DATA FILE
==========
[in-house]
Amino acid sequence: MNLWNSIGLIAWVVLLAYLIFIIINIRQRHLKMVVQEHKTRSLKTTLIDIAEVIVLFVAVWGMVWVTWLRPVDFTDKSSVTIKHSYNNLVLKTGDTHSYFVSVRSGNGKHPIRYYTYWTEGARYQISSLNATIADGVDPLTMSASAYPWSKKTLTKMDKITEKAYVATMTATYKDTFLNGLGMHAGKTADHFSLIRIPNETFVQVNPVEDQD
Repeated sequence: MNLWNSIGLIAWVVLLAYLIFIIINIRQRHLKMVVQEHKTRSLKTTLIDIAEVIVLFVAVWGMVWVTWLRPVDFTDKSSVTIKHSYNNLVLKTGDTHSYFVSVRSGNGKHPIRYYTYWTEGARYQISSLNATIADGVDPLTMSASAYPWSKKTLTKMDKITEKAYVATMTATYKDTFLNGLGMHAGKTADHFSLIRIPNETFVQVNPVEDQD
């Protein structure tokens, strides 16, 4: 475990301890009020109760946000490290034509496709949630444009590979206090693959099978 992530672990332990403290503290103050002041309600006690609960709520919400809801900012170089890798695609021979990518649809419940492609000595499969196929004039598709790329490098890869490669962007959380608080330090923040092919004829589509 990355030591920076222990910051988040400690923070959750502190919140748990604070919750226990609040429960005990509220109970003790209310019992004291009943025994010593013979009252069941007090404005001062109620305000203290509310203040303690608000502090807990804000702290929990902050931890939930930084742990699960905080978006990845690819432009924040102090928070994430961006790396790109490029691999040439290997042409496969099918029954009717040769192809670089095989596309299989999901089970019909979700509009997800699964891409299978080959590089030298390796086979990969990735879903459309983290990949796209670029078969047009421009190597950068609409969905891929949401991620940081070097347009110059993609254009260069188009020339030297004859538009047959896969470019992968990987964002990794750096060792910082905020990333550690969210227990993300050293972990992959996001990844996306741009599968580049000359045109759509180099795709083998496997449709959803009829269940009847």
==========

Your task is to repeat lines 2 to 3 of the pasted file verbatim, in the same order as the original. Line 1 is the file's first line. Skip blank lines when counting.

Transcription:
Amino acid sequence: MNLWNSIGLIAWVVLLAYLIFIIINIRQRHLKMVVQEHKTRSLKTTLIDIAEVIVLFVAVWGMVWVTWLRPVDFTDKSSVTIKHSYNNLVLKTGDTHSYFVSVRSGNGKHPIRYYTYWTEGARYQISSLNATIADGVDPLTMSASAYPWSKKTLTKMDKITEKAYVATMTATYKDTFLNGLGMHAGKTADHFSLIRIPNETFVQVNPVEDQD
Repeated sequence: MNLWNSIGLIAWVVLLAYLIFIIINIRQRHLKMVVQEHKTRSLKTTLIDIAEVIVLFVAVWGMVWVTWLRPVDFTDKSSVTIKHSYNNLVLKTGDTHSYFVSVRSGNGKHPIRYYTYWTEGARYQISSLNATIADGVDPLTMSASAYPWSKKTLTKMDKITEKAYVATMTATYKDTFLNGLGMHAGKTADHFSLIRIPNETFVQVNPVEDQD